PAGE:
By October 3, 2016Blog

Written By: Tiffany Wallace

Tiffany is a rock-star with loads of confidence on the bike, but she hasn’t always been that way. She’s struggled with anxiety for as long as she can remember. Tiffany dishes on her truths and how overcoming some of her biggest fears have led her to be such an inspirational instructor.


It has been a part of my life for as long as I can remember.  When I was young, my mom would say I was just shy, and that I would grow out of it.  In high school I started hiding from activities that made me uncomfortable; that was my way of dealing with it (or not dealing with it). I would do anything to avoid the feelings of debilitation and sheer overwhelm.

My anxiety presents itself in different ways; it starts out by taking over my thoughts, and forcing me to focus on nothing else but the stressor.  It becomes seemingly impossible for me to concentrate on what I am doing, and if I don’t control those thoughts my anxiety begins to affect me physically.  I become dizzy, short of breath and basically go into a full on panic attack, and truly feel like I am going to die. It sucks.

Wouldn’t you want to do anything to avoid that?  So, that’s what I did for a very long time.  I eliminated every situation that could possibly create anxiety.  But that didn’t leave me with much of a life. I wasn’t accomplishing anything – I wasn’t contributing to this world. I just existed…until I finally found something that I loved so much, that I refused to let my anxiety take it away from me.

I think I knew immediately after my first class that I wanted to teach spin. From my first pedal stroke and feeling the beat of the music, I instantly felt connected and unstoppable. For the first time I was able to concentrate on an activity in the presence of other people without my stupid anxiety interfering. That was something that had never happened before. I finally felt capable and able.

You see, my anxiety had always made me feel like I wasn’t smart enough because I had such a difficult time paying attention when people were around.  But on the bike, I felt like I was more than smart enough, and I became addicted to that feeling.

In my first spin class, the instructor seemed so strong and self-assured, and it was during that class that I decided I not only wanted that for myself, but I need that for myself. I fell in love when the instructor told me what was coming up next. You know, that moment where you nod you head, ready to meet the challenge, when a rider is able to do something they felt was impossible in their first class…I wanted to be a part of that.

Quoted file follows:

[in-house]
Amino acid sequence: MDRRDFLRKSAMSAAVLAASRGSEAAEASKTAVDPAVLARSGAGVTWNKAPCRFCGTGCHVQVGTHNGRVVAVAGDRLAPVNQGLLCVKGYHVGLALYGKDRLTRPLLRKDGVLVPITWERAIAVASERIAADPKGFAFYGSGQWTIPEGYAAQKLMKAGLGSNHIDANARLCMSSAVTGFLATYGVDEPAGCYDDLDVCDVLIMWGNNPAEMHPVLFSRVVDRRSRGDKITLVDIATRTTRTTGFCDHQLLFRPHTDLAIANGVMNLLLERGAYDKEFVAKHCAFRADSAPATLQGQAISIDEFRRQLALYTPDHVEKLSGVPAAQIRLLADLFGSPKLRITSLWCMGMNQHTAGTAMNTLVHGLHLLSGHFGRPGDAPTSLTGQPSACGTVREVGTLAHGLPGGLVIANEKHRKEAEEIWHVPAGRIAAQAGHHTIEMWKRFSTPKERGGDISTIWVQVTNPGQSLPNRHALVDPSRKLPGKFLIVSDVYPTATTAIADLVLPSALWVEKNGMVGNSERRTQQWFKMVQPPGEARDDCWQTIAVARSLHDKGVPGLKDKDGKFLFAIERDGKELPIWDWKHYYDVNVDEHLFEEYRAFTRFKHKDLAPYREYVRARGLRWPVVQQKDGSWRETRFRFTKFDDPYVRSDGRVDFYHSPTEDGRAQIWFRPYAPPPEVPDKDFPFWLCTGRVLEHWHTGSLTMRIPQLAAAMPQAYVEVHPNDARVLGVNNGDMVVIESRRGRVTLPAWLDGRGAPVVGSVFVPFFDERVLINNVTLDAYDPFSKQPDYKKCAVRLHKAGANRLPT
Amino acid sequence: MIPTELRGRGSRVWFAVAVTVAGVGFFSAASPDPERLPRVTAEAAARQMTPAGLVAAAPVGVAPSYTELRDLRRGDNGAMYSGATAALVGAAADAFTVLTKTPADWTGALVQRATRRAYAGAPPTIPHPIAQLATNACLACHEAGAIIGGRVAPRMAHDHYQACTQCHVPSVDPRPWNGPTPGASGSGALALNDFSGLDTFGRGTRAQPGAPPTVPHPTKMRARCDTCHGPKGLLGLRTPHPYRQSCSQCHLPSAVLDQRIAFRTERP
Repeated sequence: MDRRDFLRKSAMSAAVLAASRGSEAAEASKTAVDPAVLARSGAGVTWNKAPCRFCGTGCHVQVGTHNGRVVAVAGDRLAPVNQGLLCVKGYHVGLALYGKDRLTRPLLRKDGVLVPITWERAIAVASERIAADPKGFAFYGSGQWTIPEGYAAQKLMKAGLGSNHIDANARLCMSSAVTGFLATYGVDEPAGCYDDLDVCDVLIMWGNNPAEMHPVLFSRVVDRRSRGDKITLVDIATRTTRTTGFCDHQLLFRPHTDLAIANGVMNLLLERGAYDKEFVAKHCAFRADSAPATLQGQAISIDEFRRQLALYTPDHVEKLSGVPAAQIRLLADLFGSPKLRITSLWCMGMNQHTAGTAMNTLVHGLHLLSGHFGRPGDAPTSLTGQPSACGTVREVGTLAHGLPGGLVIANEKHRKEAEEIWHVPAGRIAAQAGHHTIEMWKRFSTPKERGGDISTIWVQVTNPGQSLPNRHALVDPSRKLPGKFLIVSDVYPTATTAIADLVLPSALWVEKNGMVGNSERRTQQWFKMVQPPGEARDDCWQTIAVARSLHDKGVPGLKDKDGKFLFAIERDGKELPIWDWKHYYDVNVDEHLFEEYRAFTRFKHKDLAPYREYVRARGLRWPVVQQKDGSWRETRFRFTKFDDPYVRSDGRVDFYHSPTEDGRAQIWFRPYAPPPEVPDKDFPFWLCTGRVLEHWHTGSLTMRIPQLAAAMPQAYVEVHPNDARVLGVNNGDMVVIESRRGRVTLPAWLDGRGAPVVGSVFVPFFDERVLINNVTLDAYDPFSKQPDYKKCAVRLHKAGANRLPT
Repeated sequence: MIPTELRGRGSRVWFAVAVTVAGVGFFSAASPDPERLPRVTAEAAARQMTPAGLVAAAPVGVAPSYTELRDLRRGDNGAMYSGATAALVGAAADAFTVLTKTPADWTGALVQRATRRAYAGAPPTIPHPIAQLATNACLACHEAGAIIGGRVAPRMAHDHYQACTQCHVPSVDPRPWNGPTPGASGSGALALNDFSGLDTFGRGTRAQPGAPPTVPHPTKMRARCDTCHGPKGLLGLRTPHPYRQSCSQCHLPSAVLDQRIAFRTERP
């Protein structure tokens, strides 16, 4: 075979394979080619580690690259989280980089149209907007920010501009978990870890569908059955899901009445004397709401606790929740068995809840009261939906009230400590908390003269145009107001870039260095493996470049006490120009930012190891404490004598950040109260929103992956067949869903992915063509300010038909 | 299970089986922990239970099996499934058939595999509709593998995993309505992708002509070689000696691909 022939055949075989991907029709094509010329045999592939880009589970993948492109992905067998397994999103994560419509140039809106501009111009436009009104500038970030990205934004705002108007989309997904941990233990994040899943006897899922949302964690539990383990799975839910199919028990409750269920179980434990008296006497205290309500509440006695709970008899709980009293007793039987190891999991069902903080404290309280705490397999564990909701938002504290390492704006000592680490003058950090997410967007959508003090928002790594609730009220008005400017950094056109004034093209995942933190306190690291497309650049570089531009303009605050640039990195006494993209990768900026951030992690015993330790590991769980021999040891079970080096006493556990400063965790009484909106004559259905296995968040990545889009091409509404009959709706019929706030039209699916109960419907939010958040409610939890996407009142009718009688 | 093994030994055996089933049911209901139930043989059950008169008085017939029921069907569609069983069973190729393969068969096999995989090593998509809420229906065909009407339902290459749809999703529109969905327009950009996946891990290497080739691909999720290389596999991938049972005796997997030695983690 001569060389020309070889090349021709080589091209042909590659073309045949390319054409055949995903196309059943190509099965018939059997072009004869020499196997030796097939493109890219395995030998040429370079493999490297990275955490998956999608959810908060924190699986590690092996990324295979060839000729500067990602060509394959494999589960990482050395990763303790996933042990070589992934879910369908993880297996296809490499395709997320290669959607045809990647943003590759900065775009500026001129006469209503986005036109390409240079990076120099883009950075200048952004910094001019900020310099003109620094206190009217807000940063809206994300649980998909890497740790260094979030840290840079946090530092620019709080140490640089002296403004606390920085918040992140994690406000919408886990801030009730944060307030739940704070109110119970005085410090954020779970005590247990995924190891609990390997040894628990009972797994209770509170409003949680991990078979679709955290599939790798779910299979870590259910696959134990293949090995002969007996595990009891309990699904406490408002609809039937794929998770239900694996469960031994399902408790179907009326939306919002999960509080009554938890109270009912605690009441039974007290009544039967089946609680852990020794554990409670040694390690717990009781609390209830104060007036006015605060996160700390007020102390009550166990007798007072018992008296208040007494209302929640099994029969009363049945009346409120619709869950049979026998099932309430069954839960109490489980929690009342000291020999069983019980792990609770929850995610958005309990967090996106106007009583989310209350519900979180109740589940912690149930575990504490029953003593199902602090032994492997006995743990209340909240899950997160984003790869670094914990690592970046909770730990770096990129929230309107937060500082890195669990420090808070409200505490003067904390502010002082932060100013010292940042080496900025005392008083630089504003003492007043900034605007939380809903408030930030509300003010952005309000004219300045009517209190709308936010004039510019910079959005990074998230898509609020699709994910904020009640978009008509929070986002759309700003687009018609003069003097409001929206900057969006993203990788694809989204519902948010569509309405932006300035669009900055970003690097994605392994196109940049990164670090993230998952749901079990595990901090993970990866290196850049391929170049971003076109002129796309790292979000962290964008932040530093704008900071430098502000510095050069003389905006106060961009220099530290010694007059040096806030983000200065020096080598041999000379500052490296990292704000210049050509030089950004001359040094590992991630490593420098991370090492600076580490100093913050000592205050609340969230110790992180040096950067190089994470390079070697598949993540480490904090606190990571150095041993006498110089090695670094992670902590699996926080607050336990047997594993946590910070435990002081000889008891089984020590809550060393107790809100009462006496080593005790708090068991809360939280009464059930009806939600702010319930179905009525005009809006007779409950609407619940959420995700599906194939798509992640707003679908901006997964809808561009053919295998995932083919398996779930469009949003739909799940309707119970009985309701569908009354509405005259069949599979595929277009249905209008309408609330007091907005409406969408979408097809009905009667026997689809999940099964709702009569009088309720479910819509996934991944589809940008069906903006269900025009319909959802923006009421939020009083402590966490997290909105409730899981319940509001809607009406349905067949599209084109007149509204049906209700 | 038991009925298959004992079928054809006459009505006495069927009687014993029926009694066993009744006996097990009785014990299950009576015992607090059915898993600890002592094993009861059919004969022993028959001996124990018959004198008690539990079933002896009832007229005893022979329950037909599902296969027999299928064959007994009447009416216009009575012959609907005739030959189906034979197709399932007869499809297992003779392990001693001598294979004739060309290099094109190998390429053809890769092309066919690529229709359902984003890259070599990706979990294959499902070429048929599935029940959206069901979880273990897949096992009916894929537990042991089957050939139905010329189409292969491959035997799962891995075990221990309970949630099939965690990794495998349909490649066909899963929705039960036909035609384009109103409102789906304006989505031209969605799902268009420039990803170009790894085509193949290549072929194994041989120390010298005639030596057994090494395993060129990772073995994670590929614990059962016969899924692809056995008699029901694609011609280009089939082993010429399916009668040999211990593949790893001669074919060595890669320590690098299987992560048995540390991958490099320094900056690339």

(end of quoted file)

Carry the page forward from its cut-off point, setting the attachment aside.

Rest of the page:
It didn’t happen overnight though. It took me a solid year to get up the courage to start my own journey with spin. Finally, I decided that I was either going to die of a panic attack or become a spin instructor. I found myself deciding on the latter, which forced me to deal with my anxiety, and that single decision made me come face to face with my fears.

Please believe that during the warm-up I felt like I could stop breathing at any moment, yet I knew I needed to keep going, and every time I did, it became a little easier, and as it became a little easier I began to feel comfortable in my own skin.  I felt strong, I felt confident, I was able to shut out the outside noise and focus on what I could do instead of what I couldn’t.

It may be spinning (for me it was), or for you it may be something completely different, but either way, you have to try it. Whatever you find fearful, you must try, because you can’t let whatever “it” is take control over you.

This month I’m taking the certification test to become a personal trainer. Am I anxious about this new endeavor? For sure. Is that going to stop me? Absolutely not. I will always suffer with anxiety; now I deal it with differently. Instead of avoiding situations that might cause it, I volunteer for them, because every time I make it through, I get stronger. When I feel like my anxiety is getting out of control, I find a quiet space, take a deep breath, and remind myself that I will get through it. How do I know this? Because I’ve done it before.

Sharing my truths scares me, but that’s why I do it. Each time I push myself, the box that my anxiety caused me to live in gets a little bigger, and that’s my goal. I know I am not going to be successful at everything. Yet, I would rather try and fail, because I refuse to live in that box another day.  And yes, that means I spend a lot of time feeling uncomfortable. But now I have a life, friends, and a world of possibilities in front of me. And most importantly, I am happier than I have ever been.

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